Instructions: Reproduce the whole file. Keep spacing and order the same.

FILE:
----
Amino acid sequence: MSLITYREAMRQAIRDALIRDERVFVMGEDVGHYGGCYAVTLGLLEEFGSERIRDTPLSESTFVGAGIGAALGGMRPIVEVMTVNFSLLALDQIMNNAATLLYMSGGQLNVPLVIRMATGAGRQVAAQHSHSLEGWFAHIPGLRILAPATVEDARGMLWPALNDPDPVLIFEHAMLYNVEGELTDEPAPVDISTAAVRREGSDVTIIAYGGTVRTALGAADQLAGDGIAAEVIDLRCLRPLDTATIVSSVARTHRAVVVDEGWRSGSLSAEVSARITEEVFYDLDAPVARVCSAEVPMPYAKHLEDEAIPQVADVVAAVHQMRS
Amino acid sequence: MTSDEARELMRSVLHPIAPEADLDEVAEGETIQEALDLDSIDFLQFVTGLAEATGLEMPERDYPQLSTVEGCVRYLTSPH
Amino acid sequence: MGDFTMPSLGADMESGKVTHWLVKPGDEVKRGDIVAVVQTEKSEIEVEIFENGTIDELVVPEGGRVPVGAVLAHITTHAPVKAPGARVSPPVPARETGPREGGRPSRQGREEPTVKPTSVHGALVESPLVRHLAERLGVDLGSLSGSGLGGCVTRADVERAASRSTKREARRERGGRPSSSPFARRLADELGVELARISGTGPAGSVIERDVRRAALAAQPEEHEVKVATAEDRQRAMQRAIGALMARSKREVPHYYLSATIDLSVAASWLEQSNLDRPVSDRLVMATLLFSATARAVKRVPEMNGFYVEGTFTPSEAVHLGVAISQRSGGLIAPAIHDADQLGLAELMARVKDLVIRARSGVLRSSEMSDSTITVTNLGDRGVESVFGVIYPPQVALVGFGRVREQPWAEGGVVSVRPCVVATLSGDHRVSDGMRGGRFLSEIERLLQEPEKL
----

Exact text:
Amino acid sequence: MSLITYREAMRQAIRDALIRDERVFVMGEDVGHYGGCYAVTLGLLEEFGSERIRDTPLSESTFVGAGIGAALGGMRPIVEVMTVNFSLLALDQIMNNAATLLYMSGGQLNVPLVIRMATGAGRQVAAQHSHSLEGWFAHIPGLRILAPATVEDARGMLWPALNDPDPVLIFEHAMLYNVEGELTDEPAPVDISTAAVRREGSDVTIIAYGGTVRTALGAADQLAGDGIAAEVIDLRCLRPLDTATIVSSVARTHRAVVVDEGWRSGSLSAEVSARITEEVFYDLDAPVARVCSAEVPMPYAKHLEDEAIPQVADVVAAVHQMRS
Amino acid sequence: MTSDEARELMRSVLHPIAPEADLDEVAEGETIQEALDLDSIDFLQFVTGLAEATGLEMPERDYPQLSTVEGCVRYLTSPH
Amino acid sequence: MGDFTMPSLGADMESGKVTHWLVKPGDEVKRGDIVAVVQTEKSEIEVEIFENGTIDELVVPEGGRVPVGAVLAHITTHAPVKAPGARVSPPVPARETGPREGGRPSRQGREEPTVKPTSVHGALVESPLVRHLAERLGVDLGSLSGSGLGGCVTRADVERAASRSTKREARRERGGRPSSSPFARRLADELGVELARISGTGPAGSVIERDVRRAALAAQPEEHEVKVATAEDRQRAMQRAIGALMARSKREVPHYYLSATIDLSVAASWLEQSNLDRPVSDRLVMATLLFSATARAVKRVPEMNGFYVEGTFTPSEAVHLGVAISQRSGGLIAPAIHDADQLGLAELMARVKDLVIRARSGVLRSSEMSDSTITVTNLGDRGVESVFGVIYPPQVALVGFGRVREQPWAEGGVVSVRPCVVATLSGDHRVSDGMRGGRFLSEIERLLQEPEKL